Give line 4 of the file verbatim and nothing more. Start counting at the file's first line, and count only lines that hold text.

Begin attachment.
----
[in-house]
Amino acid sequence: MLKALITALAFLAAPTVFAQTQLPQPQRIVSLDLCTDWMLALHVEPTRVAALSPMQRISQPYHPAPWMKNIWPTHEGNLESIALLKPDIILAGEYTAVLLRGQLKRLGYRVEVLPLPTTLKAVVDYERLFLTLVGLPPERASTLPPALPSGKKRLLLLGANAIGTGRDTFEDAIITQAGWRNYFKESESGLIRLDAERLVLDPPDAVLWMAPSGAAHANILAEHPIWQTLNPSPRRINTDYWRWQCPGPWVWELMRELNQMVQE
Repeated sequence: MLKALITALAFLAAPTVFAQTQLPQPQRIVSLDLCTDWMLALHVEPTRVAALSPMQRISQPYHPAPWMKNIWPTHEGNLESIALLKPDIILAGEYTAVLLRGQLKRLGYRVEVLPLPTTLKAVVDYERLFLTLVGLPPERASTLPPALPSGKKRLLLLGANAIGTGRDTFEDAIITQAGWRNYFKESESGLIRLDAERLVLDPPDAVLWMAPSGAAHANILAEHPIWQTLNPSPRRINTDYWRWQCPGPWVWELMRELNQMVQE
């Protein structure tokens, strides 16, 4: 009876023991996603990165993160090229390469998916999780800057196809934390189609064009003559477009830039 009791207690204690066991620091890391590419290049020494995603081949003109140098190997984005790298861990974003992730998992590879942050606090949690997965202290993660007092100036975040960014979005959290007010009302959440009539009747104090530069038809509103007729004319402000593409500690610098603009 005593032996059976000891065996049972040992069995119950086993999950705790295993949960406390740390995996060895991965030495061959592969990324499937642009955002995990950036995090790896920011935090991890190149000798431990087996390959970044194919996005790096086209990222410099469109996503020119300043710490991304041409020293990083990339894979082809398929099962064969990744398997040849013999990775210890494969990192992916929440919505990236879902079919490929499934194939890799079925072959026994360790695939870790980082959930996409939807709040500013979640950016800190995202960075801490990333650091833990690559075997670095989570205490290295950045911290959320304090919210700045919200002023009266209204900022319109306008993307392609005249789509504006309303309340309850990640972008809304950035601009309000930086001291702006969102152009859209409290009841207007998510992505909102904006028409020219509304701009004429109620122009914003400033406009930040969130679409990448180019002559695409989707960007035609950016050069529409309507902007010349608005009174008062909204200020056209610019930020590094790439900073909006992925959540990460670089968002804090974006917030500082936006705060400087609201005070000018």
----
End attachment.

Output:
């Protein structure tokens, strides 16, 4: 009876023991996603990165993160090229390469998916999780800057196809934390189609064009003559477009830039 009791207690204690066991620091890391590419290049020494995603081949003109140098190997984005790298861990974003992730998992590879942050606090949690997965202290993660007092100036975040960014979005959290007010009302959440009539009747104090530069038809509103007729004319402000593409500690610098603009 005593032996059976000891065996049972040992069995119950086993999950705790295993949960406390740390995996060895991965030495061959592969990324499937642009955002995990950036995090790896920011935090991890190149000798431990087996390959970044194919996005790096086209990222410099469109996503020119300043710490991304041409020293990083990339894979082809398929099962064969990744398997040849013999990775210890494969990192992916929440919505990236879902079919490929499934194939890799079925072959026994360790695939870790980082959930996409939807709040500013979640950016800190995202960075801490990333650091833990690559075997670095989570205490290295950045911290959320304090919210700045919200002023009266209204900022319109306008993307392609005249789509504006309303309340309850990640972008809304950035601009309000930086001291702006969102152009859209409290009841207007998510992505909102904006028409020219509304701009004429109620122009914003400033406009930040969130679409990448180019002559695409989707960007035609950016050069529409309507902007010349608005009174008062909204200020056209610019930020590094790439900073909006992925959540990460670089968002804090974006917030500082936006705060400087609201005070000018």